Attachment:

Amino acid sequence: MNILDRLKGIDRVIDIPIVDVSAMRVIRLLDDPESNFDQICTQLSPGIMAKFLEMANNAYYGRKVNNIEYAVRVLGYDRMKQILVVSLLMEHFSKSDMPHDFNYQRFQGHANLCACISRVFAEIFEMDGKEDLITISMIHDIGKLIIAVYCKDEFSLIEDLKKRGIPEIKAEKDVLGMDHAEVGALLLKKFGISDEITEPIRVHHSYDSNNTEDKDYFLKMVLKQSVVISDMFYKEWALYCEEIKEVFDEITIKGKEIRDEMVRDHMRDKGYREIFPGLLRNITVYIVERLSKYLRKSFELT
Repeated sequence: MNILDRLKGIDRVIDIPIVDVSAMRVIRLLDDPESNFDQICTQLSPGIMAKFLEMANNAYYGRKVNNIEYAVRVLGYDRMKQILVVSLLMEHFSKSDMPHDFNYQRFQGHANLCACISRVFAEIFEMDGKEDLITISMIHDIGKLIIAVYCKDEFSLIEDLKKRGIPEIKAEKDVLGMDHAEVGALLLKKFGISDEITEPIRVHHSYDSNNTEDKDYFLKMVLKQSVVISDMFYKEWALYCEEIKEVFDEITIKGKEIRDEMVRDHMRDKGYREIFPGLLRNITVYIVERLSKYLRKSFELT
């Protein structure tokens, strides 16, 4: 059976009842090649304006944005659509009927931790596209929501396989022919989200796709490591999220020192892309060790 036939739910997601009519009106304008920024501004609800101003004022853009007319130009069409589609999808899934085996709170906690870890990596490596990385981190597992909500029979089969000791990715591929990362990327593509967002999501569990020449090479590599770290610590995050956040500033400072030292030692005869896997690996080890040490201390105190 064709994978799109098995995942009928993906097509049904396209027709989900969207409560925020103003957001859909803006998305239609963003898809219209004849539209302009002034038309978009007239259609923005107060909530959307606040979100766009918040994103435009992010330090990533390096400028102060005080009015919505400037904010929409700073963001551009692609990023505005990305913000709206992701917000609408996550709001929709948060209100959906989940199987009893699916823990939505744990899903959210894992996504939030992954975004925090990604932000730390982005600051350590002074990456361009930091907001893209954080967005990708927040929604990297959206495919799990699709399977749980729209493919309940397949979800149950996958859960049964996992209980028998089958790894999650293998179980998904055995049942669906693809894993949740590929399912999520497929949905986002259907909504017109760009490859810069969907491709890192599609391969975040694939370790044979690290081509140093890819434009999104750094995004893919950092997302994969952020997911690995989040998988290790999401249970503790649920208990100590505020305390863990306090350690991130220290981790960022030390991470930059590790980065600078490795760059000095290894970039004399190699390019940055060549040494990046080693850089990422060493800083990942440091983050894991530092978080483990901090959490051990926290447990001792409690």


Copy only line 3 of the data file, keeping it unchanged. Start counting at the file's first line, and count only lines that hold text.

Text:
């Protein structure tokens, strides 16, 4: 059976009842090649304006944005659509009927931790596209929501396989022919989200796709490591999220020192892309060790 036939739910997601009519009106304008920024501004609800101003004022853009007319130009069409589609999808899934085996709170906690870890990596490596990385981190597992909500029979089969000791990715591929990362990327593509967002999501569990020449090479590599770290610590995050956040500033400072030292030692005869896997690996080890040490201390105190 064709994978799109098995995942009928993906097509049904396209027709989900969207409560925020103003957001859909803006998305239609963003898809219209004849539209302009002034038309978009007239259609923005107060909530959307606040979100766009918040994103435009992010330090990533390096400028102060005080009015919505400037904010929409700073963001551009692609990023505005990305913000709206992701917000609408996550709001929709948060209100959906989940199987009893699916823990939505744990899903959210894992996504939030992954975004925090990604932000730390982005600051350590002074990456361009930091907001893209954080967005990708927040929604990297959206495919799990699709399977749980729209493919309940397949979800149950996958859960049964996992209980028998089958790894999650293998179980998904055995049942669906693809894993949740590929399912999520497929949905986002259907909504017109760009490859810069969907491709890192599609391969975040694939370790044979690290081509140093890819434009999104750094995004893919950092997302994969952020997911690995989040998988290790999401249970503790649920208990100590505020305390863990306090350690991130220290981790960022030390991470930059590790980065600078490795760059000095290894970039004399190699390019940055060549040494990046080693850089990422060493800083990942440091983050894991530092978080483990901090959490051990926290447990001792409690």